Cancer

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The medieval times were in existence between the fifth and fifteenth century. This historical time period included inhabitants that were inexperienced in certain skills, including the skill of medical attention.

And cancer was a disease that required medical attention.

In the year 500 AD there was a medieval town. It was small and economically stable but with a rapidly decreasing population as its residents began dying due to unknown causes. The victim would develop pain within a tumor and result in a slow and painful death; cancer is what the doctor referred to it as.

The medieval town included a single doctor. He was unsanitary and unknowledgeable of modern medicine, but he was willing to help the town that seemed to lie on the outskirts of the world itself. The doctor studied the cancer and began to rapidly produce information during the ancient medieval times.

The cancer of the village expanded and the doctor’s intentions of treating it were triggered.

Victoria was a wife and a mother of two children, but only seventy-five percent of this particular family was considered healthy. The mother began to develop reoccurring pains in her right breast and inspection revealed a darkened mass of flesh upon it. There was a tumor, and Victoria could only hope for a benign diagnosis.

“Cancer,” was the doctor’s contradiction, and Victoria’s heart shattered as she imagined the horror of not being able to see her children grow up. Tears began to stream from her eyes and down her cheeks, and then the doctor continued. “But there is hope,” and Victoria’s head elevated and eye contact was achieved as the doctor explained his theory and hypothesis.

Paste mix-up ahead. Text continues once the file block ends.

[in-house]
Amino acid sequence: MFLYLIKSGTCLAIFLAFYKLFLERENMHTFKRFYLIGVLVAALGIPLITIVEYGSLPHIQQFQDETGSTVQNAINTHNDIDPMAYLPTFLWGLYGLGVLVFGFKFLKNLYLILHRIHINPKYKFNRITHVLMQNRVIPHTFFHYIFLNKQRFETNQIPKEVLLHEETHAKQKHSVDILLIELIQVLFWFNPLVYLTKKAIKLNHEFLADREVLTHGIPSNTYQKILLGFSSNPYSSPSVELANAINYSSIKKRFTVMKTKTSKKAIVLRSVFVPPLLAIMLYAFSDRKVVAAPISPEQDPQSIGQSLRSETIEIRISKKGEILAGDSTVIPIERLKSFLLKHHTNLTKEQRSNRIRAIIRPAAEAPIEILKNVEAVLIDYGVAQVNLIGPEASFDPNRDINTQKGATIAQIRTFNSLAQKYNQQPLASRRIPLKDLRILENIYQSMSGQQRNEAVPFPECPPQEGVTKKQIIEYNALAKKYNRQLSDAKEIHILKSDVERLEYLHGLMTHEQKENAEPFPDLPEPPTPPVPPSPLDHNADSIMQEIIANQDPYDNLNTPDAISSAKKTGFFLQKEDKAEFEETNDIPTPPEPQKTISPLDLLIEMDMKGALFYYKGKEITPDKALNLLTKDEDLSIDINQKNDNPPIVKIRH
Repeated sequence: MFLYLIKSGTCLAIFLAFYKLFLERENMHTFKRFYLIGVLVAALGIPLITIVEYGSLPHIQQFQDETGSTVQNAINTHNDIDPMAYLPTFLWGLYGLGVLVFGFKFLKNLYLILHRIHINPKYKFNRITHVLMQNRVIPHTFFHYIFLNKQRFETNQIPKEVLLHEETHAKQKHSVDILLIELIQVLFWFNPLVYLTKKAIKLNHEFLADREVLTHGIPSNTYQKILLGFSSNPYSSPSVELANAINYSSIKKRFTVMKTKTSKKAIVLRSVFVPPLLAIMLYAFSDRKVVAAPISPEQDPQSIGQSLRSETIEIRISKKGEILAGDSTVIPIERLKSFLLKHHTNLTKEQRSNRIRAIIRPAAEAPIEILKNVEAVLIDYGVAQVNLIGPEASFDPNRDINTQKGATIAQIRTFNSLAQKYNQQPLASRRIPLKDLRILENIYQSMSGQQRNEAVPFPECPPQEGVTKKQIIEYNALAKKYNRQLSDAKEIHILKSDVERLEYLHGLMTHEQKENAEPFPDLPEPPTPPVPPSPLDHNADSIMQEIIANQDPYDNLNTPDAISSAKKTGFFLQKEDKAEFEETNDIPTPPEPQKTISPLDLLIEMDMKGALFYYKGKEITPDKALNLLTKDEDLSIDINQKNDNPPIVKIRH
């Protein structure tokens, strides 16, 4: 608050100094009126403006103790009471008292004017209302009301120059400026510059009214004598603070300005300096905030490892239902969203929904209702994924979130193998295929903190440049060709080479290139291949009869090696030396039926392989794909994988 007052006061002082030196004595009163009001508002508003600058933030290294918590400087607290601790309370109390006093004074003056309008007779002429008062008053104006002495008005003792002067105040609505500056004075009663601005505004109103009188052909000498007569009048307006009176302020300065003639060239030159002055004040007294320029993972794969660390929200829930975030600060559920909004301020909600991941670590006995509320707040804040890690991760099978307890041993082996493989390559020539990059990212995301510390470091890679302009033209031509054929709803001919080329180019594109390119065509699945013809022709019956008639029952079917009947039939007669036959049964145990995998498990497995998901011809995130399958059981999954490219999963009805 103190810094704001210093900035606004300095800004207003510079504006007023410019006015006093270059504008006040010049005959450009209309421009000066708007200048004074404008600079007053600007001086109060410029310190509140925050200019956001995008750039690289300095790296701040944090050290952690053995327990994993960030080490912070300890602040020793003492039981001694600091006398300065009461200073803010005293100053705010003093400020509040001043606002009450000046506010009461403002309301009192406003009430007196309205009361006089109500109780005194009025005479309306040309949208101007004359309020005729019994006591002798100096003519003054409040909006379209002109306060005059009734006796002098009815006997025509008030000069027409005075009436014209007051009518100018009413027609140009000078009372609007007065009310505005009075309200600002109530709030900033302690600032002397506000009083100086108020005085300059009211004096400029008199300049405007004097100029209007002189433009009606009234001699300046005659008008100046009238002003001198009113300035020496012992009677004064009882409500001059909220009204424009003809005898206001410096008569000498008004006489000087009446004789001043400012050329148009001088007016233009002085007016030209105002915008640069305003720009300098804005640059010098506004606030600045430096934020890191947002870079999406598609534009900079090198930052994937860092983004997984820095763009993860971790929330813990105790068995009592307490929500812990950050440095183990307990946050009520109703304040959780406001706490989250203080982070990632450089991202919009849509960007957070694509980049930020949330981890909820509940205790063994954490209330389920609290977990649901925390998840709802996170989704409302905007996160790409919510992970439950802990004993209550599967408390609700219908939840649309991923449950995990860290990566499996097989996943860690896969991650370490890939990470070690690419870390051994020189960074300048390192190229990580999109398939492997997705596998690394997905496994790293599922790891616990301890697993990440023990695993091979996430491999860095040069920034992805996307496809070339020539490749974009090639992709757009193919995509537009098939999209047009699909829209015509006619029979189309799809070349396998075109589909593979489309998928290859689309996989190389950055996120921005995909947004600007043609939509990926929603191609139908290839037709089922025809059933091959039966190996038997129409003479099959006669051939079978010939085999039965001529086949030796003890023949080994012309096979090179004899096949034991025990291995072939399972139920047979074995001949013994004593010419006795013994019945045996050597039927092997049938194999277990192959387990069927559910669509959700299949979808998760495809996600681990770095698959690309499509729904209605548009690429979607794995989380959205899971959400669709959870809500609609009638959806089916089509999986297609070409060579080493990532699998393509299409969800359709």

Surgery—the breast and its cancerous tumor will be removed entirely.

Therapy—poison will be induced and target the area of infection.

Radiation—extreme heat will be applied to the treated skin tissue.

The idea of treating cancer was new and risky, but perhaps it was a premature breakthrough and the survival rate of cancer may become well above zero.

The mother was given gruesome details of the doctor’s desired procedure—surgeon was a crude pseudonym for the doctor but a chance of survival was worth gold to Victoria. She agreed to the doctor’s terms and conditions and grasped a quill to apply her signature to a tattered piece of parchment as she signed the waiver.

Victoria lied sprawled across a wooden workbench with her wrists and ankles secured with constricting rope. She remained stationary and awake with the absence of an anesthetic but with the perseverance of the future. The doctor browsed through his hardware and obtained a hacksaw. Its frame was sturdy and its edge was sharp, ideal for medieval surgery (or torture).

The doctor applied the first incision and the blade began to devour Victoria’s breast. The rigid blades ran back and forth at the base of the breast and the blood began to seep from the flesh.

Victoria screamed. But her mind remained focused on the hopeful success of the treatment and she imagined her children growing up as she lied in agony staring at the candlelight fixture above. Her vision blurred with tears as a result of the excruciating pain and she gritted her teeth, biting her tongue in the process which drew blood as well.

Victoria produced gasping sobs as blood spurted from her mouth and the doctor continued the surgery with the blade unevenly cutting through the flesh. The doctor’s arm had become sore and his hand struggled to remain its grip as the saw progressed in jaggedly removing the breast.

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